News reports published in the Business Recorder on Friday quoted official sources as having said that the government is not ready to take any risk of announcing new taxation measures through Finance Bill 2012-13 to give a clear message to the masses that “the upcoming budget will be investment, employment and growth-oriented”.
On the other hand, law makers are reported to be considering some further relief measures in the upcoming budget.Prior to his departure for an official visit to London, PM Gilani announced that 100,000 new jobs will be created in the next fiscal year.Measures such as the reduction of sales tax on certain raw materials, raising salaries and pensions of government employees and the expansion of social safety programmes, all seem to suggest that government expenditures are likely to rise.
Add to this growing list of expenses the amount of funds that will be required if the circular debt in the energy sector is to be cleared, and the government arrives in a precarious situation where avenues of revenue generation are few, while expenses continue to rise.In effect, it may be argued that a pro-growth stance by the government mandates more efforts towards mobilising infrastructure development and projects that can create both jobs and stir growth; hence a higher expected allocation for developmental projects.
While much has been said about the rising fiscal deficit, it is well known that there is little room on the expenditure side for further contraction since the government is already making do with threadbare allocations for development.Budget proposals from various private sector associations have in unison, called for broadening of the tax base.Among these proposals, one that appears to have stuck in the minds at FBR was imposition of GST on school fees and wedding hall rentals.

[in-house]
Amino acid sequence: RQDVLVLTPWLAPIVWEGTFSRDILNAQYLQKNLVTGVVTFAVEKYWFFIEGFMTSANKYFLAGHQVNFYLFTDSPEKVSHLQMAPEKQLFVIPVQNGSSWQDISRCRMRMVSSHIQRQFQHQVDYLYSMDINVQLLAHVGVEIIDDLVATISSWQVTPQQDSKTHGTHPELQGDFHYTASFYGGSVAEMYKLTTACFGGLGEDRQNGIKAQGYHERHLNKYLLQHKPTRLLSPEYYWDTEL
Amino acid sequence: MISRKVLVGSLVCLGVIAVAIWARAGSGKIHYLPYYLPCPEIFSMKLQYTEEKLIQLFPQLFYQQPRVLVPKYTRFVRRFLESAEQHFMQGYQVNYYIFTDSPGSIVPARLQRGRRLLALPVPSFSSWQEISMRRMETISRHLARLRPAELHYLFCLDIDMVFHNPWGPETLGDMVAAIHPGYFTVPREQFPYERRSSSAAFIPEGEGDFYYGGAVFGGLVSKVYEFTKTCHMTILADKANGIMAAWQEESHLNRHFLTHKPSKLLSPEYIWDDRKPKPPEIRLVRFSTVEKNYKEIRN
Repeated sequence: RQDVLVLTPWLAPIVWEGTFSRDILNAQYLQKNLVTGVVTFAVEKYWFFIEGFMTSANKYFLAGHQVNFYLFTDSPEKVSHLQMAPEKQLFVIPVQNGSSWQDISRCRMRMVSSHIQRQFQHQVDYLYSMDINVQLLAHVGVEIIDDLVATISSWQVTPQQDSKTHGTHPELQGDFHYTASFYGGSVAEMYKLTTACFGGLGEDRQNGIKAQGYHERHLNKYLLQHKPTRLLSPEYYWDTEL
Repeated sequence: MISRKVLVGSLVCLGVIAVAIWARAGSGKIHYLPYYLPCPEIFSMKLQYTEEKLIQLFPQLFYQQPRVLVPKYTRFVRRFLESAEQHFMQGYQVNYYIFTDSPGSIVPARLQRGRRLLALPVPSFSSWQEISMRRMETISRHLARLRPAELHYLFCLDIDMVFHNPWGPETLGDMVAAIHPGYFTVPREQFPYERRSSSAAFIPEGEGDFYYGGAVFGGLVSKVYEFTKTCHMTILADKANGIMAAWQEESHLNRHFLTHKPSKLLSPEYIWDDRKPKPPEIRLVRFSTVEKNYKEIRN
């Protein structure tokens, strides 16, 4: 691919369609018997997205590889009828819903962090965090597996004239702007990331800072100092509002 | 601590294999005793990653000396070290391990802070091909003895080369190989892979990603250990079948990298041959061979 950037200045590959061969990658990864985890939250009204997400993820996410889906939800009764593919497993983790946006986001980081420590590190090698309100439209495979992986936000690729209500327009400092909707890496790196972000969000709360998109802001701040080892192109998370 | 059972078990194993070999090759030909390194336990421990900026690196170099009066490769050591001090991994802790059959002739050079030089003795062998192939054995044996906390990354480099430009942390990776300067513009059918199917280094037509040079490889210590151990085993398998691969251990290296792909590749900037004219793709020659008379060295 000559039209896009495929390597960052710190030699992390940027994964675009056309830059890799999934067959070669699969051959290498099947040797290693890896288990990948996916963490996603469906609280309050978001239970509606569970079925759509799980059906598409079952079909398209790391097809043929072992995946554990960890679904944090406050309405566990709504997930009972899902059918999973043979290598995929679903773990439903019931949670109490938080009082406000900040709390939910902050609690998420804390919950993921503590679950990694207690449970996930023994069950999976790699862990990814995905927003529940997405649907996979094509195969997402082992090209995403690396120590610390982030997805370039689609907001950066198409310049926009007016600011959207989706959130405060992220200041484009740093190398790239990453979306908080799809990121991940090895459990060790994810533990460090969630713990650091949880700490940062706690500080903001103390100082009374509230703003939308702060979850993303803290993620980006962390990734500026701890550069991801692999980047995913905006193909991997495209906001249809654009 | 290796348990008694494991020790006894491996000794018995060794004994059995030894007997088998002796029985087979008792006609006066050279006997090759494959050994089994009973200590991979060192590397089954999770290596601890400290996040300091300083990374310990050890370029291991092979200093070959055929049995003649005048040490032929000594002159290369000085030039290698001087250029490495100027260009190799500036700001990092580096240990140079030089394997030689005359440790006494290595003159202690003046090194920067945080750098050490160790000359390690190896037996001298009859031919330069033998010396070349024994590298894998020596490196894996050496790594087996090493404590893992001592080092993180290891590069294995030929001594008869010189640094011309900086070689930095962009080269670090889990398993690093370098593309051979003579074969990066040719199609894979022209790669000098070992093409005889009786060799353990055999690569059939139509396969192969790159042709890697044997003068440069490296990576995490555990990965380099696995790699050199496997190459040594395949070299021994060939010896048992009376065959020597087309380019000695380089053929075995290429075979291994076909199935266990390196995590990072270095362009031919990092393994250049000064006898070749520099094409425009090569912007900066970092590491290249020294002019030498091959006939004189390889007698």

The rationale behind charging a withholding tax on these services was that existing income tax payers would be able to redeem their funds through tax returns while those evading the clutches of FBR would be forced to contribute to government revenues.But alas, the proximity of the general elections has law makers rushing to come up with populist measures in the upcoming budget.The chaotic scenes of traders on the streets of Karachi, Lahore and other cities protesting against the (foiled) implementation of RGST must still be fresh in the minds of those sitting in the National Assembly.
However, the government has also set itself some rather ambitious targets for the coming fiscal year.Economic growth which has been sputtering for the past three years is targeted at 4.3 percent; while the development expenditure is targeted to reach Rs.825.2 billion, as announced by the Annual Plan Coordination Committee (APCC).FBR has been instructed to step up efforts to ensure that revenue collection rises to the targeted Rs.3.033 trillion.But law makers appear hesitant in providing the necessary conditions for the attainment of this target.
Parliamentarians and other politicians who have been sitting on the sidelines for the past four years are stepping up rhetoric in public gatherings.If only they would put their money where their mouths are, the seemingly ambitious revenue and growth targets would actually be achievable. – Brecorder